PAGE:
Swarovski EL O-Range 8×42 W B
Objective diameter: 42 mm
Magnification: 8 x
Exit pupil: 4.25 mm
Eye relief (acc. to spec): 19 mm
Usable eye relief (measured from rim of eyecup): 15.5 mm
IPD: 56 – 74 mm
RFOV: 7.8 degrees = 137 m
AFOV: 61 degrees
Minimum focus distance (measured): 4.75 m
Focus type: CF (direction of rotation from close to infinity: > clockwise)
Degrees of rotation of focus wheel from 3m to infinity (measured): 540 degrees
Range of diopter adjustment (acc. to spec.): +5 /- 7 dpt*
Excess travel of focus wheel beyond infinity position (estimate): 4.5 dpt*
Prism system: Schmidt-Pechan
Weight (measured, with eyepiece cover and strap): 1‘045 g
Made in: Austria
*range of diopter adjustment not affected by position of focus wheel
The range-finding EL-Range – 8×42 or 10×42 – comes in military green or in “shock orange” (the latter cannot get lost even at night, but BINOCULARS TODAY wonders slightly whether any hunter or birder would use the orange version and risk shying away all wildlife) and uses basically the same open-hinge design as the EL Swarovison models. It features the same excellent optics and mechanics as the other EL models from Swarovski (see separate posts), but incorporates state-of-the art laser range finding technology that provides measurements up to well over 1’500m (in BINOCULARS TODAY’S experience clearly more than listed in the specifications, depending on atmospheric conditions).
The EL-Range, in its orange version appropriately named “O-Range”, competes with Leica’s Geovid models (see e.g. https://binocular.ch/leica-geovid-8×42-hd-r-typ-402/and Zeiss’ Victory RF rangefinders (see https://binocular.ch/zeiss-victory-rf-8×42/.
A revised version of Swarovski’s EL-Range models has come to the market in late 2020, with wider fields of view and EL SV – state-of-the-art optics.
How precise are rangefinder binoculars / monoculars?
Measuring distances up to a mile and more within a fraction of a second and with an error margin of 2 yards or less – that‘s what the specs of many common rangefinders promise.
Have you ever wondered whether the performance of these devices delivers results within the specs? I myself have wondered many times, and so last Sunday afternoon, I thought I try to find. Let’s look at some results from a comparison of 6 instruments, 3 binoculars and 3 monoculars (see table).
First, I chose 8 well defined targets between around 18m and about 970m, all large enough and well defined and positioned to allow the testing of rangefinder equipment.
On targets at a distance below 100m, I measured the exact distance with a Bosch GM high precision laser, using up to 2 digits after the comma, and confirmed these measurements at least twice.
On targets further away, I used two tools: a 1:10’000 scale electronic map for a initial distance measurement, and then GPS data at the target and home locations to confirm. With this, I found what I call a „best estimate“ (since this is not a really precise way of establishing distance) by taking the median value between the two results. To my surprise, all instruments (with one exception) later displayed a target distance within 0.5 percent or less of that „best estimate“ distance, so my estimate seems to have been useable, and the instruments generally performed quite well at long range.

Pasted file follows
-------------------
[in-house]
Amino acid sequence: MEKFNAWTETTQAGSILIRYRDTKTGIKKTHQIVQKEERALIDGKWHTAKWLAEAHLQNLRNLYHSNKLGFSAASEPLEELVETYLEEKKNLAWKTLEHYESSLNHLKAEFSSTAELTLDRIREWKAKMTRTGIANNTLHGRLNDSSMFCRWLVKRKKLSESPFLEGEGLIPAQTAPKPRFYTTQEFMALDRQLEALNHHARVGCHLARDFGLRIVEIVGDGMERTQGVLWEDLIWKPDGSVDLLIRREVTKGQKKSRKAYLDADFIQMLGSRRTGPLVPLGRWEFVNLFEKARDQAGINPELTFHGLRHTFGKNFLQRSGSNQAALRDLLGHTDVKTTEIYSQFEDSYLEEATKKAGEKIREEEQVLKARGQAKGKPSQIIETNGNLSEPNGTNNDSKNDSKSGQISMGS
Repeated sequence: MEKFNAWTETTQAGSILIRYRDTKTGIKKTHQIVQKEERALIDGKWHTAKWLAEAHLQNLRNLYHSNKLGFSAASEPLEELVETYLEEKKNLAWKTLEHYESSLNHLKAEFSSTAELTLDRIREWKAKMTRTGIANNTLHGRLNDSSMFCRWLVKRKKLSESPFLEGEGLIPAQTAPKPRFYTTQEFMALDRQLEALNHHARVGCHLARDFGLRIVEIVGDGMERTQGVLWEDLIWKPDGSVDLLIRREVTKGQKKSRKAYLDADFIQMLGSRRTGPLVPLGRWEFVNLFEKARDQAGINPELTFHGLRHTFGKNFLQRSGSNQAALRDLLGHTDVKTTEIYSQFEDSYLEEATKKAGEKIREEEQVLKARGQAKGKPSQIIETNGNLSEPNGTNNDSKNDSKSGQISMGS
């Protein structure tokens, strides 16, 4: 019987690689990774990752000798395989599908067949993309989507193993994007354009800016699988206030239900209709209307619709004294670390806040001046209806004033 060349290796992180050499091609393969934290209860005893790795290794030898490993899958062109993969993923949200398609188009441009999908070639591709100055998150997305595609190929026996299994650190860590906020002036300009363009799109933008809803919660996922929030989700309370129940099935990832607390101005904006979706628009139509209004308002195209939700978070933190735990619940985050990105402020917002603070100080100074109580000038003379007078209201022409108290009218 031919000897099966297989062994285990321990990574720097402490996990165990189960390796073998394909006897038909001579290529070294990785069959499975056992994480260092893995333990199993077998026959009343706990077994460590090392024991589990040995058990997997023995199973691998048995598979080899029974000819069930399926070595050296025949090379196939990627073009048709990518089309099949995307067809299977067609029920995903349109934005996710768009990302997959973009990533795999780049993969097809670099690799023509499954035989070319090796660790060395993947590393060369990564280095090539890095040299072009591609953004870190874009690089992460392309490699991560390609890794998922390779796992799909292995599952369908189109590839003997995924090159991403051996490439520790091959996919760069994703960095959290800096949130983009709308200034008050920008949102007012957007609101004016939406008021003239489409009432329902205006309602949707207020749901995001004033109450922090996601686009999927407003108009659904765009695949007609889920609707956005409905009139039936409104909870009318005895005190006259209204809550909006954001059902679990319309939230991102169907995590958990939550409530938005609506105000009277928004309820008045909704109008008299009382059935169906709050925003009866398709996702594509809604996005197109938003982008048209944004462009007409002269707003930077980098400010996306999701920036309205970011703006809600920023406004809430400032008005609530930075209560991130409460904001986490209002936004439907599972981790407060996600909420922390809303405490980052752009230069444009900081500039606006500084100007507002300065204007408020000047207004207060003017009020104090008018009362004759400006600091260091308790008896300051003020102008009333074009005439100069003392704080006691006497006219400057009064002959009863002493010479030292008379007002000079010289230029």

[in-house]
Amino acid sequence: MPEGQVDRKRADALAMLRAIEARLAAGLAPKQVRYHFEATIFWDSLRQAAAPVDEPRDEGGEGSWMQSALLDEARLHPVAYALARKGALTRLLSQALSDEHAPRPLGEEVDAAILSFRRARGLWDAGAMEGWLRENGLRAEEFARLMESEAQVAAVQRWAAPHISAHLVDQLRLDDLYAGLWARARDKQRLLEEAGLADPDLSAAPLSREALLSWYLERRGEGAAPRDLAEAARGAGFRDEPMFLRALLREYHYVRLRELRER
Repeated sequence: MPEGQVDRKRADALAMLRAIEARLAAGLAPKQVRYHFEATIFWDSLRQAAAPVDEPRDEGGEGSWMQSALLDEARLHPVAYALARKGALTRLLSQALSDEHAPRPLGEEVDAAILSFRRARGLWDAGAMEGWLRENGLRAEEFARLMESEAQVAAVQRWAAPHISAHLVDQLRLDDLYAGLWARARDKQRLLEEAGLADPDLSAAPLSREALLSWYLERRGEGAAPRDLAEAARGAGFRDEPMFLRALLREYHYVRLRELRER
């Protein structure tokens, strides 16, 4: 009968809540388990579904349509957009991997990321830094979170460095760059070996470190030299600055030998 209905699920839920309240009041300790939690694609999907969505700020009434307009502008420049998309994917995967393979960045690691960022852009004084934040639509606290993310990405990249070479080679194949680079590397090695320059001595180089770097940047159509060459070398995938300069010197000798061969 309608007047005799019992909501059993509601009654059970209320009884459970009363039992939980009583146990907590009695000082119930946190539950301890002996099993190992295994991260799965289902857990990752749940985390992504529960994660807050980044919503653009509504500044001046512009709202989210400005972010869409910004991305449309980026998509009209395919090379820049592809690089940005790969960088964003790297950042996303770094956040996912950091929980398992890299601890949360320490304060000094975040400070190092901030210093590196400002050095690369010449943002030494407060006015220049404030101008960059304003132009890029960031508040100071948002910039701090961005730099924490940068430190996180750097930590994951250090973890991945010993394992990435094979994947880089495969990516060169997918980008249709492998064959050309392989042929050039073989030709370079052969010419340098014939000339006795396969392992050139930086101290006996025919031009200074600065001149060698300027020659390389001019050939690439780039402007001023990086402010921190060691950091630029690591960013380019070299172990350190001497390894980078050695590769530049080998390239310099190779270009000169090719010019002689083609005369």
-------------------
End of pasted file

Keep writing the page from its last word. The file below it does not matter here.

All measurements occurred on the same day within one hour and under identical lighting (sunshine) and atmospheric conditions (clear view), with one instrument after the other mounted on a fixed tripod before the measurements.
All target distances were well within the maximum range specified by manufacturers for all instruments.
All measurements were repeated at least once (or more, since target acquisition did not always occur reliably)
The results can be seen in the table below.
The following comments from my side:
- Overall, longe range measurements seemed to fulfill manufacturer specs better than measurements at shorter distances. The “spread” of measured distances was relatively larger on near targets than on far away targets
- Only 2 instruments fulfilled the specs 100% of the time: the Zeiss Victory RF and Maven RF.1
- While the Nikon Monarch worked very well at shorter distances, it had more trouble acquiring long range targets
- Both Leica Rangemaster and Geovid performed only 75% within the specs (and exceeded specs on shorter, but not on the long range targets)
- According to its specs, the Swarovski EL-Range does not acquire any target under 30m, but it had also a bit of trouble acquiring the one at 36m. Moreover, it exceeded specs on 1 target
- Don’t expect that your rangefinder will immediately and reliably give you results all the time. Many of the tested instruments failed to acquire targets once or even several times, so I sometimes had to repeat measurements, sometimes more than once
- But overall, the rangefinders delivered performance within or almost within manufacturer’s specs.
Based on the above „Saturday afternoon passe-time“ exercise, the instruments with the best rangefinder results were the Zeiss RF and the Maven RF.1 (the latter is new on the market, costs $ 400 and impressed also with its excellent optics, good build quality and intuitive handling).
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